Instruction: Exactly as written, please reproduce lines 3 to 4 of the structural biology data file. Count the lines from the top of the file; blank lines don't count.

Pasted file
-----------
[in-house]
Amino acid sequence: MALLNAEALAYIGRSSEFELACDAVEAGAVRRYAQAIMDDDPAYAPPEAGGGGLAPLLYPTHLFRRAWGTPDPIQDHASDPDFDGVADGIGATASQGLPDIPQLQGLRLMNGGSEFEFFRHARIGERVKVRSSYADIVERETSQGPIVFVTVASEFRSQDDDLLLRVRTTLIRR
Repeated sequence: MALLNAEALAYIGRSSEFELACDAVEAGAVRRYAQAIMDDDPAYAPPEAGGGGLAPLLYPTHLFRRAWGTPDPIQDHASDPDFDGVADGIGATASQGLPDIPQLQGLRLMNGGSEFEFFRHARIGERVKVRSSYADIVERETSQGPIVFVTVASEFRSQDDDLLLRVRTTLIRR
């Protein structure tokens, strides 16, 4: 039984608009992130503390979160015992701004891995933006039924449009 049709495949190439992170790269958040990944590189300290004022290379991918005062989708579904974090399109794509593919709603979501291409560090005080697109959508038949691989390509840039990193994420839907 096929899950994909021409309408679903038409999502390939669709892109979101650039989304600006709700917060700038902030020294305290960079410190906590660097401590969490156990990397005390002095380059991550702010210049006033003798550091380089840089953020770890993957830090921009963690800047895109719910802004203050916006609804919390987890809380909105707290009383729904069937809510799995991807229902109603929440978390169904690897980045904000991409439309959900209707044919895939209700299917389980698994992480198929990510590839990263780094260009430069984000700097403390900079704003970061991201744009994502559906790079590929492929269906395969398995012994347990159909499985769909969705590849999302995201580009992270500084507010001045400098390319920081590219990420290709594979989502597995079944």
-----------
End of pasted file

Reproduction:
Repeated sequence: MALLNAEALAYIGRSSEFELACDAVEAGAVRRYAQAIMDDDPAYAPPEAGGGGLAPLLYPTHLFRRAWGTPDPIQDHASDPDFDGVADGIGATASQGLPDIPQLQGLRLMNGGSEFEFFRHARIGERVKVRSSYADIVERETSQGPIVFVTVASEFRSQDDDLLLRVRTTLIRR
């Protein structure tokens, strides 16, 4: 039984608009992130503390979160015992701004891995933006039924449009 049709495949190439992170790269958040990944590189300290004022290379991918005062989708579904974090399109794509593919709603979501291409560090005080697109959508038949691989390509840039990193994420839907 096929899950994909021409309408679903038409999502390939669709892109979101650039989304600006709700917060700038902030020294305290960079410190906590660097401590969490156990990397005390002095380059991550702010210049006033003798550091380089840089953020770890993957830090921009963690800047895109719910802004203050916006609804919390987890809380909105707290009383729904069937809510799995991807229902109603929440978390169904690897980045904000991409439309959900209707044919895939209700299917389980698994992480198929990510590839990263780094260009430069984000700097403390900079704003970061991201744009994502559906790079590929492929269906395969398995012994347990159909499985769909969705590849999302995201580009992270500084507010001045400098390319920081590219990420290709594979989502597995079944």